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When sitting at the computer I have only to look slightly left to see a substantial part of my rural kingdom.  The view is through a window original to the house, double-hung, a single pane below and the top with two mullions, a three-over-one, one would say pretentiously.

The bottom half of the bottom sash is blocked by my “desk,” an assembly of cherry boards held up by various sticks and crosspieces.  The ell-shape creates a deep corner; my computers have lived on this temporary stage for twenty years.

The little house was built with four rooms only: girls and boys separated by a wall upstairs, parents in the smaller of the downstairs rooms.  This room was the main space with a fireplace with  which to cook, eat and stay warm, the design of a great room, but too modest in size for that appellation.

It is the only room in this humble hut that has been citified.  Which is to say transformed by sheetrock.  This blasphemous condition happened because back in the early days of desktop publishing and writing we purchased a laser printer, an outrageously expensive item to our modest income, which toner would clog and refuse to print due to humidity.  So the room was gutted to the balloon-framed studs and ceiling joists, insulation implanted, then vapor barrier, then the out-of-place sheetrock which I skip-textured and Chris painted a so-light blue that it looks merely off-white.  A small window air-conditioner reduced humidity and made summer with closed doors bearable.  Above the view window is an early laser-printer output, a quotation from Philip Roth: “Nothing  bad can happen to a writer.  Everything is material.” It has served to sustain.

As the computer faces the corner directly, the look left to the window is but a slight turn of the head.  This is a position to which I have become so attuned that any future studio will have the same design.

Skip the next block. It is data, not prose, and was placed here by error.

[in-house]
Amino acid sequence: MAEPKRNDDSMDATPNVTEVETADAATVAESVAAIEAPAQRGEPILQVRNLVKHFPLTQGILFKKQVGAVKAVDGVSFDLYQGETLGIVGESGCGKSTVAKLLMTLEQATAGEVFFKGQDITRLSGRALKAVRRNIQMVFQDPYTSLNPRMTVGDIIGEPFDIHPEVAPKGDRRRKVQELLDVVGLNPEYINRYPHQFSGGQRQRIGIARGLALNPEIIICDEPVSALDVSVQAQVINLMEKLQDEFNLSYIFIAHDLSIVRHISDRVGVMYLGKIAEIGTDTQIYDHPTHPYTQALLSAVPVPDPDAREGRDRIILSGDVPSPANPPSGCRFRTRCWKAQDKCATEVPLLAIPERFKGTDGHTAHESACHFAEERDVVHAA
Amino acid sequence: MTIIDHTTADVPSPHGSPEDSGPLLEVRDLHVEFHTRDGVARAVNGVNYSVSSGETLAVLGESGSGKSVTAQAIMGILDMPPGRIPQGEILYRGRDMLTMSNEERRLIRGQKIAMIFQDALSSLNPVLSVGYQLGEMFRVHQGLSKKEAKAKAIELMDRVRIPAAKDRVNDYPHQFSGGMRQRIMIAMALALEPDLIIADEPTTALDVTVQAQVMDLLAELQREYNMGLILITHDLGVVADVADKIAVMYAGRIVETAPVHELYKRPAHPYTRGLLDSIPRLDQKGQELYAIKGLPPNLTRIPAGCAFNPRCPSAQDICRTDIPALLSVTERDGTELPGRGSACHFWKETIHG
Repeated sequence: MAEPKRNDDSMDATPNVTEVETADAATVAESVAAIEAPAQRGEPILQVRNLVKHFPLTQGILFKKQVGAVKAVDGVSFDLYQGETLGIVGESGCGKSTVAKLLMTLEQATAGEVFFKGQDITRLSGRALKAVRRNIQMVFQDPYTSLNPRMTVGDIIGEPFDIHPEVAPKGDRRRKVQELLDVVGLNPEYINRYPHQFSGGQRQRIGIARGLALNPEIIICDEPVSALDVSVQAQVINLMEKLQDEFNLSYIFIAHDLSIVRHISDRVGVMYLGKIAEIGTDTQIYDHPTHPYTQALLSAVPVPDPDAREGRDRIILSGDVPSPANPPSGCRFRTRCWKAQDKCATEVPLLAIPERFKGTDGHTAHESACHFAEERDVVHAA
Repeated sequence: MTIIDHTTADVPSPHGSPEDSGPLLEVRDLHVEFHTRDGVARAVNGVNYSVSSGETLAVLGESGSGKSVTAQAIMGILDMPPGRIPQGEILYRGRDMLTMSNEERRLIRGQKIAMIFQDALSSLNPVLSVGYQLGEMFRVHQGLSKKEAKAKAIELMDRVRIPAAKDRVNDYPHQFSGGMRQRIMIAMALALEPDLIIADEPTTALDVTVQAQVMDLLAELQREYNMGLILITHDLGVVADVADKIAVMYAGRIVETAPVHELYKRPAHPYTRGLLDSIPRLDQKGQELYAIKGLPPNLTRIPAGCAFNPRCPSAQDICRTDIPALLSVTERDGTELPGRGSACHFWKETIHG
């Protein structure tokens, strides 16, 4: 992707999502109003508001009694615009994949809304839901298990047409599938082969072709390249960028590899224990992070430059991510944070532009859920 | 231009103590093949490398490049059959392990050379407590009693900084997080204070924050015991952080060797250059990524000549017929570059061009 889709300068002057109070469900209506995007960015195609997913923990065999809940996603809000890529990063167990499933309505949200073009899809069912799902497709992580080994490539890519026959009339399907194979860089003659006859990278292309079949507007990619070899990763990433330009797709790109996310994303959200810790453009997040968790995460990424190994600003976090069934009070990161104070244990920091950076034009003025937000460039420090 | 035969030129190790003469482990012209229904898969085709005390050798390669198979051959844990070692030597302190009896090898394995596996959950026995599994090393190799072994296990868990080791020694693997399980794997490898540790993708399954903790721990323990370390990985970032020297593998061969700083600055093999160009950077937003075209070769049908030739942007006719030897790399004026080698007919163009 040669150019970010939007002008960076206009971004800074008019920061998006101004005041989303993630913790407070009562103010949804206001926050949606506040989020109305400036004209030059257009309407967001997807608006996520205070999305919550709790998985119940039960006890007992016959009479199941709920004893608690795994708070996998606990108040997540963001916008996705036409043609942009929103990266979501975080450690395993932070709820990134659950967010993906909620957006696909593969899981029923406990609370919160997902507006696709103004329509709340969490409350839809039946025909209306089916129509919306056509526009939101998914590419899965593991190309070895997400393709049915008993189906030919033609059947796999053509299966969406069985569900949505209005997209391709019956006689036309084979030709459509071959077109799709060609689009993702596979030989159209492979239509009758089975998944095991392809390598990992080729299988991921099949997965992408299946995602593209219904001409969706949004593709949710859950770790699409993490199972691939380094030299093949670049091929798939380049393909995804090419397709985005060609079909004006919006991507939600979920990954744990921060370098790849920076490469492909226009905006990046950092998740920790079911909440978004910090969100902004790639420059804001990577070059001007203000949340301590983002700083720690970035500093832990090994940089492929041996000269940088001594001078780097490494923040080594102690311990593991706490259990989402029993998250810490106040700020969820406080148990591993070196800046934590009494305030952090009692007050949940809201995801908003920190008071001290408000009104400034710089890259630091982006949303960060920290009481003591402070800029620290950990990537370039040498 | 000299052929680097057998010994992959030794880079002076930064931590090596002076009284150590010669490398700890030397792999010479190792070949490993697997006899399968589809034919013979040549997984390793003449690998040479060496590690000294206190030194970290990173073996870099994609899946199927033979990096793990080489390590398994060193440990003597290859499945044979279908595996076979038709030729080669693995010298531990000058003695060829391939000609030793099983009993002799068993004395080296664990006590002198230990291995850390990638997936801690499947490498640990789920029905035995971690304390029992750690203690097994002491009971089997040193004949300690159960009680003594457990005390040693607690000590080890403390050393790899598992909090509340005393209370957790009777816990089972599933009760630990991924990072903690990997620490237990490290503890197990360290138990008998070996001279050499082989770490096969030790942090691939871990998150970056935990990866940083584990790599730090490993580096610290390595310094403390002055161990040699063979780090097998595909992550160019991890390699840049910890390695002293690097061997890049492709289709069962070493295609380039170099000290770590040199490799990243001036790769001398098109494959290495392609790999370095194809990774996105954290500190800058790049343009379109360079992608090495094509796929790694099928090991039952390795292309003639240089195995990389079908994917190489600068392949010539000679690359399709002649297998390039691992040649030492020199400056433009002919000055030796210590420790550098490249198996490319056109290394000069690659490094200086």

The view is the thing.  A writer’s muse is beyond gold.  When observed gazing for long periods at wall, ceiling or sky, a writer is in fact hard at work.  Writing appears to take place with scrawls on paper or taps on keyboard but the real work happens while the mind is playing. 

Such play is enhanced with a stimulating view.

The view is south, through the screened porch, across the front yard, down to the stream, onto the hill beyond and the sky above.  Its particulars include various weeds and grasses delusionally named lawn, two lilac bushes, two heart-nut trees, a cedar, various oaks, a young mulberry Chris disclosed last summer through heroic brush removal, big walnuts, a butternut and several sycamores at the stream (now within the beaver pond, so doomed), then up to an unending panorama of oaks and pines and finally the sky.  The new stream crossing destined to become a dam is far left while the largest white oak on the place dominates on the right.

Nature never rests; the scene is always alive.  Seasons prepare then burst into view.  When door or window are open the earthy smell of growth and decay flows in.  Bluebirds, cardinals, crows, bluejays, finches, woodpeckers, phoebes, wrens feed, mate and rear, turkey vultures soar on updrafts, kingfishers splat the water for minnows, squirrels stash and retrieve.  Occasionally a deer appears across the stream, ears and tail flicking.  If Benny, the Napoleonic Aussie spots it, it is gone in a bound; outraged snorts track it up the forested hill.  Turkeys appear and they, too, are routed from his territory, as happened minutes ago.

If all the critters are quiescent then there is always something else at work: morning fog, breeze or wind or cloud movement, water sparkles and reflections, constantly migrating shadows, raindrops on leaves, as is happening now.

This is the value: nature soothes; movement inspires.

 

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